SOUTH PASADENA — It was a vintage Robert Wagner performance, complete with a vitriolic attack on the city's "good ol' boys." As his final act as an elected official, the controversial former city councilman read a statement assailing the city manager, a local weekly newspaper and the city's political Establishment.
"South Pasadena politics has been dominated by the 'good ol' boys' and poorly informed by the South Pasadena Review for the past 18 years," Wagner said at last week's swearing-in ceremonies for the two City Council members who replaced him and Lee Prentiss. Both Wagner and Prentiss chose not to run for second four-year terms in the April 12 election.
The South Pasadena Review wrote about him 137 times during his four years in office without once interviewing him, charged Wagner, whose avowed fiscal conservatism and acrimonious style dominated public attention in the city since he was elected in 1984.
And City Manager John Bernardi has "absolute authority to dominate and harass city employees" while he pursues policies that are wasteful, Wagner charged.
Bernardi would not comment on Wagner's remarks.
'On the Outs'
Review Editor George Kenney said he and his staff had "talked to (Wagner) by the hour" until the councilman sought to misrepresent the newspaper as endorsing him during the 1984 campaign. "Ever since then, we've been on the outs," Kenney said.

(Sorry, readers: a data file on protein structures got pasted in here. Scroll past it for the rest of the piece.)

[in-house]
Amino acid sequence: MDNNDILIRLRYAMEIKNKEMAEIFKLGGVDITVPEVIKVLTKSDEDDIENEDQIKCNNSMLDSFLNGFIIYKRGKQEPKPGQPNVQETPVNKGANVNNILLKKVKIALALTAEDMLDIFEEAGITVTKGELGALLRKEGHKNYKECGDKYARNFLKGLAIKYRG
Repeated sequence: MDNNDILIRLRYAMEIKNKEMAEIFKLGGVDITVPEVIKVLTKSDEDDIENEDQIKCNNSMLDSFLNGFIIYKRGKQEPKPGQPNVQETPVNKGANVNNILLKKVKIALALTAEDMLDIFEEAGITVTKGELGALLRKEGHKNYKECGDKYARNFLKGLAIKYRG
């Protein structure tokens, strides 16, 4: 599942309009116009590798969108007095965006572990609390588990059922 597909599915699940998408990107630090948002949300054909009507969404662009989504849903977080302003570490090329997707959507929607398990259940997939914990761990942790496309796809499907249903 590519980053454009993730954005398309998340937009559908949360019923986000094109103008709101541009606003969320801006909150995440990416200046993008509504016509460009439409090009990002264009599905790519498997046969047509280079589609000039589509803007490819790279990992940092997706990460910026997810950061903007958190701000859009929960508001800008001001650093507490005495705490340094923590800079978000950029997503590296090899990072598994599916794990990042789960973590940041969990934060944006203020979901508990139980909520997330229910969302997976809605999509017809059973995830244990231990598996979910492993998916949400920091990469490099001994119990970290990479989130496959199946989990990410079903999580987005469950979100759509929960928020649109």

Newly elected City Council members Evelyn Fierro and Joseph Crosby assumed their positions at the regularly scheduled council meeting Wednesday, when the five-member council selected James Woollacott to serve as mayor for the next year.
At the swearing-in ceremony, Wagner also read from a letter from the California Fair Political Practices Commission saying that charges of conflict of interest brought by his political enemies were unfounded.
The commission found only that, because of his interest in a South Pasadena shopping center, Wagner may have acted improperly in stepping down from the council dais at two meetings last year to speak in favor of a ban on mini-malls in the city.
In an interview Thursday, Wagner said: "I would step down again, if necessary, to oppose mini-malls in South Pasadena, because of the blight that mini-malls impose."
The man who filed the complaint about Wagner with the commission was attorney Robert Weaver, who is active in South Pasadena civic affairs. Weaver said of the ruling: "It's not for me to second-guess the laws they (the commission) are enforcing."